In A Vacuum Diode Electrons Are Boiled Off A Hot

In a vacuum diode, electrons are “boiled” off a hot cathode, at potential zero, and accelerated across a gap to the anode, which is held at positive potential V0. The cloud of moving electrons within the gap (called space charge) quickly builds up to the point where it reduces the field at the surface of the cathode to zero. From then on a steady current I flows between the plates.

Suppose the plates are large relative to the separation (A >> d2 in Fig. 2.55), so that edge ellEcts can be neglected. Then V, p, and v (the speed of the electrons) are all functions of x alone.

(a) Write Poisson’s equation for the region between the plates.

(b) Assuming the electrons start from rest at the cathode, what is their speed at point x, where

the potential is V(x)?

(c) In the steady state, I is independent of x. What, then, is the relation between p and v?

(d) Use these three results to obtain a differential equation for V, by eliminating p and v.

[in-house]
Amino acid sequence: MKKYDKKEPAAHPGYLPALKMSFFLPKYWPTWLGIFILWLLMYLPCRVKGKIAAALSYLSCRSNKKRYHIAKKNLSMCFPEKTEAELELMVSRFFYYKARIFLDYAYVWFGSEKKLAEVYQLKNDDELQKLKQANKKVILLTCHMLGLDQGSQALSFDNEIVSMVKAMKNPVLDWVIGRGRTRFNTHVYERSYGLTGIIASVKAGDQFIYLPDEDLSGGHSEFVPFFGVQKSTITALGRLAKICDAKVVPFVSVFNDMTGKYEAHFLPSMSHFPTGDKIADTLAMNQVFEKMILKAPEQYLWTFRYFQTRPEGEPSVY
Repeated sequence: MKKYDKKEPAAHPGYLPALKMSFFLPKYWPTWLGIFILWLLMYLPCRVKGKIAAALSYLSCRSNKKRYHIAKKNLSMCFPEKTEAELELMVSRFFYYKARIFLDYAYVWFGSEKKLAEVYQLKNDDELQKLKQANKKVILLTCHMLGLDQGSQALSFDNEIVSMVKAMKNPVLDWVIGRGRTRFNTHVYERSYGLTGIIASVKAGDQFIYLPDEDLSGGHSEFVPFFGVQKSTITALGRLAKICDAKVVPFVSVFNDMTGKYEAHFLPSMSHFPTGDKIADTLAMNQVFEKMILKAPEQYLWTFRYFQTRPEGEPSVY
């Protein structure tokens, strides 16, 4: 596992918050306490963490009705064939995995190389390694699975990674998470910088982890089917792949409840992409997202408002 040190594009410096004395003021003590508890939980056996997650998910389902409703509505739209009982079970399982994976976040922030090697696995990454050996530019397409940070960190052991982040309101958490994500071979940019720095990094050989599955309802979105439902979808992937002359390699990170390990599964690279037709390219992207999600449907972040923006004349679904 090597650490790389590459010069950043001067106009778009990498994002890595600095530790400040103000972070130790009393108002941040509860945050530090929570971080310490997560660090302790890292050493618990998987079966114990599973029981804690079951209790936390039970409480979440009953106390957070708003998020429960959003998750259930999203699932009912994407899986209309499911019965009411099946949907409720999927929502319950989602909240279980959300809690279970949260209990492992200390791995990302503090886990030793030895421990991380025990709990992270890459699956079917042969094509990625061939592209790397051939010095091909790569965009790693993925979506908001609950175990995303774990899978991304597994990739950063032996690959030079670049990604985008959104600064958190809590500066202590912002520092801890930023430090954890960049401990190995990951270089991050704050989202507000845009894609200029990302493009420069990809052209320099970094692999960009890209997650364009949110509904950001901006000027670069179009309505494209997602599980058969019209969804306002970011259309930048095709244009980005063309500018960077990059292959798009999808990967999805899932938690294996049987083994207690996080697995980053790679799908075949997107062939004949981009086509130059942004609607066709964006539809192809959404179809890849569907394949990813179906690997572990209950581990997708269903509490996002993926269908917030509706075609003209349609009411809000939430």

(e) Solve this equation for V as a function of x, V0, and d. Plot V(x), and compare it to the potential without space-charge. Also, find p and v as functions of x.

(f) Show that I = KV03/2, (2.56)

and find the constant K. (Equation 2.56 is called the Child-Langmuir law. It holds for other geometries as well, whenever space-charge limits the current. Notice that the space-charge limited diode is nonlinear–it does not obey Ohm’s law.)

In a vacuum diode, electrons are

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